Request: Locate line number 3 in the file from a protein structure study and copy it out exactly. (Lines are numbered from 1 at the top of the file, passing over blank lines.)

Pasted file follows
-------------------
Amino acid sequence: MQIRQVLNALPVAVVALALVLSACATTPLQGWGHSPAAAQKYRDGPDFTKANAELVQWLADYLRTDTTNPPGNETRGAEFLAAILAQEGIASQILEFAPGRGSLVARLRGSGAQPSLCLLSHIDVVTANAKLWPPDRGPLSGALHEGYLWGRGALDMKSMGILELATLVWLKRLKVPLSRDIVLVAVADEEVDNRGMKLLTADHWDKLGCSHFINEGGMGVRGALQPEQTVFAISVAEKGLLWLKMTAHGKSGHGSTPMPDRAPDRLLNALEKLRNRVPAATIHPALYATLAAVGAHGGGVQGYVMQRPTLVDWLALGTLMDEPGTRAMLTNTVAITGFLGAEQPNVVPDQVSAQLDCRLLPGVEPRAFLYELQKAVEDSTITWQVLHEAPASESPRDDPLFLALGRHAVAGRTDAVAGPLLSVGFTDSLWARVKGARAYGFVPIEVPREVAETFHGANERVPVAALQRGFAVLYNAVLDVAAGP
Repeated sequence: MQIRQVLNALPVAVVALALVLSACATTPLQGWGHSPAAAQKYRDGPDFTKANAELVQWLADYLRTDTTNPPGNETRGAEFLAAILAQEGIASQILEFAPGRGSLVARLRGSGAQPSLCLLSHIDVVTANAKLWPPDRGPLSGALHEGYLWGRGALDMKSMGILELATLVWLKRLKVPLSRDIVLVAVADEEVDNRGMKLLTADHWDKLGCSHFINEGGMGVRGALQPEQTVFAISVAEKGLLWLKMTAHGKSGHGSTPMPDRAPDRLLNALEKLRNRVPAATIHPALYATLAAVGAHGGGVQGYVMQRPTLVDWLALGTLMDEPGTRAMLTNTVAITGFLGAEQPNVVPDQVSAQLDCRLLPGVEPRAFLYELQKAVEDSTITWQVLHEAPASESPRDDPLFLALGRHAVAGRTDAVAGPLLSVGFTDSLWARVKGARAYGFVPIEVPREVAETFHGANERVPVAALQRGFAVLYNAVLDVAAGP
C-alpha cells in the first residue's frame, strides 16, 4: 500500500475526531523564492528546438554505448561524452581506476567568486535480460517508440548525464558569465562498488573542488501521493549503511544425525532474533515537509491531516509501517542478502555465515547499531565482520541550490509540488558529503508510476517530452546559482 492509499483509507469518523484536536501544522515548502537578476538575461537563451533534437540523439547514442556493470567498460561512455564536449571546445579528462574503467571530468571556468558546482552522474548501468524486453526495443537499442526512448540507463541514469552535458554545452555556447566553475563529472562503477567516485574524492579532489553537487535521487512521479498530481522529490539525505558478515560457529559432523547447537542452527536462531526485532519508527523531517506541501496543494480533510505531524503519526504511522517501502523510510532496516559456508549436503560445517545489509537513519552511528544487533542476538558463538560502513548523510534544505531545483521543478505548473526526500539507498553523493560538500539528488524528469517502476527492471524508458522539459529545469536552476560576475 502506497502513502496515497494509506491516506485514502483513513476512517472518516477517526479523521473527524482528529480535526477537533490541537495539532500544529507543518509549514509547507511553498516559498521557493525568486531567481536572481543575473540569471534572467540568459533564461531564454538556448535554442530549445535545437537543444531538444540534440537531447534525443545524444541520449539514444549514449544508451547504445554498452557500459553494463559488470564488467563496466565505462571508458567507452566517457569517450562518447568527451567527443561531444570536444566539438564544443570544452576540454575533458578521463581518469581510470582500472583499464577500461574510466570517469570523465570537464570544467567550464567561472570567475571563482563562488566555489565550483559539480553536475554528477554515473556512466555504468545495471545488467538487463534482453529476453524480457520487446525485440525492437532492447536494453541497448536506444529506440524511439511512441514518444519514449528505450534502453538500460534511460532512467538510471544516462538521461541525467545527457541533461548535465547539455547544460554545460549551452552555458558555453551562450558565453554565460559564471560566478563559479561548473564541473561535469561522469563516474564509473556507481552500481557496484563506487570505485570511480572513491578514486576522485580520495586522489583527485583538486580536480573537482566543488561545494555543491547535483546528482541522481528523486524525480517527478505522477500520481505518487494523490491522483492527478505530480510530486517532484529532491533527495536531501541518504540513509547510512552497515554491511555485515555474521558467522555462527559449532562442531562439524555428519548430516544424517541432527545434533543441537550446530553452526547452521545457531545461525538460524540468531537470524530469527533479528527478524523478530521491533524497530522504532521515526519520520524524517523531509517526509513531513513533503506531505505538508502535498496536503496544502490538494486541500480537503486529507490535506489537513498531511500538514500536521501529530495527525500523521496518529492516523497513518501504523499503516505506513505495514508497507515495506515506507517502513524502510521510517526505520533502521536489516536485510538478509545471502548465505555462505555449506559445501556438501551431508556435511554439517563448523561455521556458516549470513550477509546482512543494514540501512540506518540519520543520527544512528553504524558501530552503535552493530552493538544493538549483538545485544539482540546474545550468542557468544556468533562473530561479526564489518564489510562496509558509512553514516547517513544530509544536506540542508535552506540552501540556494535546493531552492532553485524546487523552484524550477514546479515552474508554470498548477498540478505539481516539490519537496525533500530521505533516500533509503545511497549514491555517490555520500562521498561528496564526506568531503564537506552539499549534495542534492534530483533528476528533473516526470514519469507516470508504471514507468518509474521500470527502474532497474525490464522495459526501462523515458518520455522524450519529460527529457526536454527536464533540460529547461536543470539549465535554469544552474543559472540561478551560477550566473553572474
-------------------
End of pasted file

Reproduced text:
C-alpha cells in the first residue's frame, strides 16, 4: 500500500475526531523564492528546438554505448561524452581506476567568486535480460517508440548525464558569465562498488573542488501521493549503511544425525532474533515537509491531516509501517542478502555465515547499531565482520541550490509540488558529503508510476517530452546559482 492509499483509507469518523484536536501544522515548502537578476538575461537563451533534437540523439547514442556493470567498460561512455564536449571546445579528462574503467571530468571556468558546482552522474548501468524486453526495443537499442526512448540507463541514469552535458554545452555556447566553475563529472562503477567516485574524492579532489553537487535521487512521479498530481522529490539525505558478515560457529559432523547447537542452527536462531526485532519508527523531517506541501496543494480533510505531524503519526504511522517501502523510510532496516559456508549436503560445517545489509537513519552511528544487533542476538558463538560502513548523510534544505531545483521543478505548473526526500539507498553523493560538500539528488524528469517502476527492471524508458522539459529545469536552476560576475 502506497502513502496515497494509506491516506485514502483513513476512517472518516477517526479523521473527524482528529480535526477537533490541537495539532500544529507543518509549514509547507511553498516559498521557493525568486531567481536572481543575473540569471534572467540568459533564461531564454538556448535554442530549445535545437537543444531538444540534440537531447534525443545524444541520449539514444549514449544508451547504445554498452557500459553494463559488470564488467563496466565505462571508458567507452566517457569517450562518447568527451567527443561531444570536444566539438564544443570544452576540454575533458578521463581518469581510470582500472583499464577500461574510466570517469570523465570537464570544467567550464567561472570567475571563482563562488566555489565550483559539480553536475554528477554515473556512466555504468545495471545488467538487463534482453529476453524480457520487446525485440525492437532492447536494453541497448536506444529506440524511439511512441514518444519514449528505450534502453538500460534511460532512467538510471544516462538521461541525467545527457541533461548535465547539455547544460554545460549551452552555458558555453551562450558565453554565460559564471560566478563559479561548473564541473561535469561522469563516474564509473556507481552500481557496484563506487570505485570511480572513491578514486576522485580520495586522489583527485583538486580536480573537482566543488561545494555543491547535483546528482541522481528523486524525480517527478505522477500520481505518487494523490491522483492527478505530480510530486517532484529532491533527495536531501541518504540513509547510512552497515554491511555485515555474521558467522555462527559449532562442531562439524555428519548430516544424517541432527545434533543441537550446530553452526547452521545457531545461525538460524540468531537470524530469527533479528527478524523478530521491533524497530522504532521515526519520520524524517523531509517526509513531513513533503506531505505538508502535498496536503496544502490538494486541500480537503486529507490535506489537513498531511500538514500536521501529530495527525500523521496518529492516523497513518501504523499503516505506513505495514508497507515495506515506507517502513524502510521510517526505520533502521536489516536485510538478509545471502548465505555462505555449506559445501556438501551431508556435511554439517563448523561455521556458516549470513550477509546482512543494514540501512540506518540519520543520527544512528553504524558501530552503535552493530552493538544493538549483538545485544539482540546474545550468542557468544556468533562473530561479526564489518564489510562496509558509512553514516547517513544530509544536506540542508535552506540552501540556494535546493531552492532553485524546487523552484524550477514546479515552474508554470498548477498540478505539481516539490519537496525533500530521505533516500533509503545511497549514491555517490555520500562521498561528496564526506568531503564537506552539499549534495542534492534530483533528476528533473516526470514519469507516470508504471514507468518509474521500470527502474532497474525490464522495459526501462523515458518520455522524450519529460527529457526536454527536464533540460529547461536543470539549465535554469544552474543559472540561478551560477550566473553572474